You can look at the health care summit on Thursday in two ways. First, that it was a civil, patriotic exercise designed to deal with a problem vital to Americans. Or, it was politics as usual, bloviating beyond belief.
"Talking Points" is leaning toward the latter. For example, President Obama said his plan will bring down the health care cost. The Republicans, of course, say costs will go up.
Does your head hurt?
So let's get down to basics. Each side has one strong point.
The Democrats rightly say that medical costs are out of control and many Americans are getting hurt. That is absolutely true. And costs will continue to rise if nothing is done.
Republicans say the enormous federal intrusion into the health care system could bankrupt the country and will lead to even more chaos. That is very likely true as well.
According to public records, profits for the top five health insurance companies rose 56 percent last year. However, the profit margin in this industry is just 2.2 percent. Not big.
Another however: According to the House Energy and Commerce Committee, some health care bigshots are doing very well. At WellPoint, for example, 39 executives are paid more than a million dollars a year. And last year the company spent $27 million on lavish retreats for top brass.
In a time when many folks are suffering, that is a tough pill to shallow, pardon the pun. So the president does have ammunition when he says the system must be reformed.
A third however: Mr. Obama has no explanation for his apathy about stopping irresponsible lawsuits against medical personnel or setting up a more competitive interstate insurance system. Also, Mr. Obama cannot explain his continuing opposition to expanding privately funded health care accounts.
Now, conservatives believe the president has little interest in those things because he wants a big federal power grab, and it is hard to refute that. I believe the free marketplace could reform some health care wrongs, but Mr. Obama doesn't even want to try.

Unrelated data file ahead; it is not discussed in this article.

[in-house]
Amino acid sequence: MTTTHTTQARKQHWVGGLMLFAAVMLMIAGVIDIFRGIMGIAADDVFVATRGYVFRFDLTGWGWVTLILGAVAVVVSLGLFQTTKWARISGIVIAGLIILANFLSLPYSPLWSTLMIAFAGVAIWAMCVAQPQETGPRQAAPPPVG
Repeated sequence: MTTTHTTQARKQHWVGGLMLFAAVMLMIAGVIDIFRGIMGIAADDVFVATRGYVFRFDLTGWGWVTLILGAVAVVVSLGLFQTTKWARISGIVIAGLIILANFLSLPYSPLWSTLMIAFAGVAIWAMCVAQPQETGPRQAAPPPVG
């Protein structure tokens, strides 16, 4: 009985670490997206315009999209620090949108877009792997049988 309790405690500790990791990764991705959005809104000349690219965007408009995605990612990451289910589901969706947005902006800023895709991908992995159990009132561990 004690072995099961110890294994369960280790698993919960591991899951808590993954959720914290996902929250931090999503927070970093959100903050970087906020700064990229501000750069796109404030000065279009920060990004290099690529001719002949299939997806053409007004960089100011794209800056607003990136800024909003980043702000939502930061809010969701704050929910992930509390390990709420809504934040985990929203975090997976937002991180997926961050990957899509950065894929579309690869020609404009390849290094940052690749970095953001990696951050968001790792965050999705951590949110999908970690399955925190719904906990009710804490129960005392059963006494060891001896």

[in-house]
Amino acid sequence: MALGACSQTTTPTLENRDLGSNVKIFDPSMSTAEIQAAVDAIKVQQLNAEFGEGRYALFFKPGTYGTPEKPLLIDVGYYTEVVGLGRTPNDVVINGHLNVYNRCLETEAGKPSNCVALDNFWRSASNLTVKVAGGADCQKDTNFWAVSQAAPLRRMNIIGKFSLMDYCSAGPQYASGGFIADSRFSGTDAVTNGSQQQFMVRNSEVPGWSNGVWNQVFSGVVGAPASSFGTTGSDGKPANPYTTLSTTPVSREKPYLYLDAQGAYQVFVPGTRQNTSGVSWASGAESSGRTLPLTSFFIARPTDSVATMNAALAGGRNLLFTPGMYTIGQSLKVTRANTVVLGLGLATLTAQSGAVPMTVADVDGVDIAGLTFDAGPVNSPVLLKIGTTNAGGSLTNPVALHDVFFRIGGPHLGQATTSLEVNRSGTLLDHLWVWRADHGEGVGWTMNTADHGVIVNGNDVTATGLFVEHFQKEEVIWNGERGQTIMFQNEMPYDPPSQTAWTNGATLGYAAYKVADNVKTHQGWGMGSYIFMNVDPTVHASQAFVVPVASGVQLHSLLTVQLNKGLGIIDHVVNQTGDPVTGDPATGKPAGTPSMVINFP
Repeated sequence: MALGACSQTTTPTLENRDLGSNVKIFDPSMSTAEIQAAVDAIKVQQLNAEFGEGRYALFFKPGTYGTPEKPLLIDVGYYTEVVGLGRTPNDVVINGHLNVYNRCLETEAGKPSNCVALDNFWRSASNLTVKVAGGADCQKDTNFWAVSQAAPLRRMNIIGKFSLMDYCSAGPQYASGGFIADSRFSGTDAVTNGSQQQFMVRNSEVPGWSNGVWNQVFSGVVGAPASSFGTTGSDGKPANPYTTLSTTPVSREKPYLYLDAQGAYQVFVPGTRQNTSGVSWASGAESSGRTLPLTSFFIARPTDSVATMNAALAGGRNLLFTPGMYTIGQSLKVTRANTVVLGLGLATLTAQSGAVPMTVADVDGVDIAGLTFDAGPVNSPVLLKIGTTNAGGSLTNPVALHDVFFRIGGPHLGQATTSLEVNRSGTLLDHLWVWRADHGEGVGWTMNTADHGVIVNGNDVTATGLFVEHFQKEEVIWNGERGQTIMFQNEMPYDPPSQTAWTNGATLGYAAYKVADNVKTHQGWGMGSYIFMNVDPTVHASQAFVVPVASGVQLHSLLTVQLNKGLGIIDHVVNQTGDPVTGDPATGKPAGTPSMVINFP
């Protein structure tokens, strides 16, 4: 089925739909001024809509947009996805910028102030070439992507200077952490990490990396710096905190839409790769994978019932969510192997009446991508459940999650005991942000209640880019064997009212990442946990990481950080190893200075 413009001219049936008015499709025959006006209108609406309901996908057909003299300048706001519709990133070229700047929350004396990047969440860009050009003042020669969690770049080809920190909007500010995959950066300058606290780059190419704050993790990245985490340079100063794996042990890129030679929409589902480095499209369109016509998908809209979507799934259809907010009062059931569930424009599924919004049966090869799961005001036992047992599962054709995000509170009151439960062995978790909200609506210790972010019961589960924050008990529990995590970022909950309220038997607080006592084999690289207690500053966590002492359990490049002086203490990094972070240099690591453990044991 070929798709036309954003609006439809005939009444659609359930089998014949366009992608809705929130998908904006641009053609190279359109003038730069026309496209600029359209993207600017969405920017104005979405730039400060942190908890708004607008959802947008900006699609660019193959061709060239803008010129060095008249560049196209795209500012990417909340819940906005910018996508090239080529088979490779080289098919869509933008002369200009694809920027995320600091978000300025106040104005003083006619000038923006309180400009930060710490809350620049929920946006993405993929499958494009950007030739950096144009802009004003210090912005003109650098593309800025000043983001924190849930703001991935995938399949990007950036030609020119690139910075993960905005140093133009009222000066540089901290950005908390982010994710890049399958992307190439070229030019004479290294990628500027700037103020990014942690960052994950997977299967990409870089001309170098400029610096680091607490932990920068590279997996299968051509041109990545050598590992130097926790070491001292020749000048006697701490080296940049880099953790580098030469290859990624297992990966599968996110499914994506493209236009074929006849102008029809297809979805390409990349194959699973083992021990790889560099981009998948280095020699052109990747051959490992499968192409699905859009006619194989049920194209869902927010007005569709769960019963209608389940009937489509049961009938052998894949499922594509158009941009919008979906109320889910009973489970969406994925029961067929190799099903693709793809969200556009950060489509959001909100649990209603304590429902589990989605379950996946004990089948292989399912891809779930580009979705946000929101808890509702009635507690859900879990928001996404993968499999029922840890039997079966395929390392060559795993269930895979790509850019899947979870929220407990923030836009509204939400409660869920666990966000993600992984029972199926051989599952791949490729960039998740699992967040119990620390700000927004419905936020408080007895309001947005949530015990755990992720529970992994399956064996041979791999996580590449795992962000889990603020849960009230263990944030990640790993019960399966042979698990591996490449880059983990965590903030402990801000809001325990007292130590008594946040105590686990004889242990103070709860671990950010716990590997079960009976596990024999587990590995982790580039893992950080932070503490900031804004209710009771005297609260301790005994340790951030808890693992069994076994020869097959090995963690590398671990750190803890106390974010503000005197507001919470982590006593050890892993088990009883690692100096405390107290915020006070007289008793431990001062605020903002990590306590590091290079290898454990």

So what it comes down to is money and philosophy. Committed liberals like Nancy Pelosi and Harry Reid want the nanny state to provide, therefore making Americans more dependent on government.
Staunch Republicans like John McCain and Lamar Alexander want competition to lead the way and shudder at a big government health care scenario.
So it looks like the two sides are not going to meet on this thing.
Finally, "Talking Points" believes the USA is now heading towards bankruptcy and that would make every citizen sick. There's no way America can afford another multi-trillion dollar entitlement.
So health care reform, yes, but it has to be smaller and more marketplace driven.
And that's "The Memo."
Pinheads & Patriots
So much propaganda, so little time.
If you perused the far-left Web site Huffington Post on Tuesday, you saw this headline: "Bill O'Reilly: Sarah Palin Needs to Go to College."
Sounds insulting, doesn't it? Well here's what I actually said on Tuesday on "Good Morning America" when George Stephanopoulos asked me about the governor:
(BEGIN VIDEO CLIP)
O'REILLY: Sarah Palin needs to go to college, political college, world affairs college, and she is. She's hired a bunch of advisers, and they're giving her a whole bunch of tracts to learn, because it is a sophisticated deal. But give me a break. Nancy Pelosi's a genius?
(END VIDEO CLIP)
So once again — once again — the left-wing media distorts the conversation. The Huffington Post crossed into pinhead territory.
By the way, George Stephanopoulos is a patriot for conducting a fair interview.